430845 Genome-Scale Modeling of the Core Proteome of Metabolism and Expression, and Its Transcriptional Regulation

Monday, November 9, 2015: 3:15 PM
155A (Salt Palace Convention Center)
Laurence Yang, Bioengineering, University of California, San Diego, La Jolla, CA and Bernhard O. Palsson, Department of Bioengineering, University of California, San Diego, La Jolla, CA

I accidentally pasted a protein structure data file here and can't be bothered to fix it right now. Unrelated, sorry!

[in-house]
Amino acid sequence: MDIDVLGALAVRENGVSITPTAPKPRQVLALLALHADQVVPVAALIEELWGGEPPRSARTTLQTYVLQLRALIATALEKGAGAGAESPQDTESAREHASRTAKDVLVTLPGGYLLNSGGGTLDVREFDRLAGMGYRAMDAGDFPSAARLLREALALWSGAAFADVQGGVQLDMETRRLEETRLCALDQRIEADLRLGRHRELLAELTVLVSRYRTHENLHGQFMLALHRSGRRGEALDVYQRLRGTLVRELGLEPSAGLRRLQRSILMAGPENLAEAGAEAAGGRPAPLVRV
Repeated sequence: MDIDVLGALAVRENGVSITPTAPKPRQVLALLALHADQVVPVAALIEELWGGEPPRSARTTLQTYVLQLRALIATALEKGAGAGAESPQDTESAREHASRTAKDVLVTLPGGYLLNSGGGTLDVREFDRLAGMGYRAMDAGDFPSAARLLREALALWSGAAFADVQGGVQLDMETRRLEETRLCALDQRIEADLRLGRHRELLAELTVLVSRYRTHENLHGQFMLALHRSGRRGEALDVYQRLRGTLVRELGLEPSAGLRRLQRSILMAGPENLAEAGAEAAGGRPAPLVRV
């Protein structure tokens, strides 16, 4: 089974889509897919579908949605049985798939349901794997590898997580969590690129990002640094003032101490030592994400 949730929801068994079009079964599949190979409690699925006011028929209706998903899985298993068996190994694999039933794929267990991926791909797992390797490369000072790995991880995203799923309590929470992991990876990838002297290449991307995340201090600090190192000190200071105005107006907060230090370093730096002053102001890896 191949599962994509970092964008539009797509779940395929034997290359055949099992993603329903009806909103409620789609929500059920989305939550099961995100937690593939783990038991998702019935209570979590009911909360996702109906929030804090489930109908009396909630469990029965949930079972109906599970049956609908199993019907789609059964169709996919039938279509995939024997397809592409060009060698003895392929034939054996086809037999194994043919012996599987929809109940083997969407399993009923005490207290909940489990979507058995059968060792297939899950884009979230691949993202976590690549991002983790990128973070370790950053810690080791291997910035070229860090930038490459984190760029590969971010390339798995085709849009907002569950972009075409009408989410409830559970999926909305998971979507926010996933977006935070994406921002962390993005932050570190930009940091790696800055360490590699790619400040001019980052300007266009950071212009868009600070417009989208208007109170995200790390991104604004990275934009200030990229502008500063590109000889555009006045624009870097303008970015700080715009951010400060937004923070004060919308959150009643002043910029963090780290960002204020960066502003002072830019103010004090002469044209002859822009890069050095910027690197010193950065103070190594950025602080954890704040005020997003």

The cell ‘chassis’ is of fundamental importance for synthetic biology applications. To predictively engineer this chassis, a systems biology understanding of it is critical. In this work, we broaden our understanding of the chassis using integrated genome-scale models of metabolism and expression. We first define a core proteome consisting of 356 gene products, accounting for 44% of the Escherichia coli proteome by mass based on proteomics data. This core proteome includes 212 genes not found in previous comparative genomics-based core proteome definitions, accounts for 65% of known essential genes in E. coli, and has functional overlap with minimal genomes (Buchnera aphidicola and Mycoplasma genitalium) (AUC = 0.78). Based on transcriptomics data across growth conditions and genetic backgrounds, the systems biology core proteome is significantly enriched in non-differentially expressed genes, and depleted in differentially expressed genes. Compared to the non-core, core gene expression levels are also similar across genetic backgrounds. Furthermore, core genes exhibit significantly more complex transcriptional and post-transcriptional regulatory features (40% more transcription start sites per gene, >20% longer 5’UTR). Thus, genome-scale systems biology approaches rigorously identify a functional core proteome needed to support growth. This framework, discerned and validated using high-throughput datasets, facilitates a mechanistic understanding of systems-level core proteome function through in silico models. We then investigate how the core proteome is regulated using a genome-scale, transcriptional regulatory network of E. coli. Taken together, the tightly regulated core proteome of E. coli comprises a fundamental repertoire of genes and biological functions that are of importance to a broad range of microbial synthetic biology applications.

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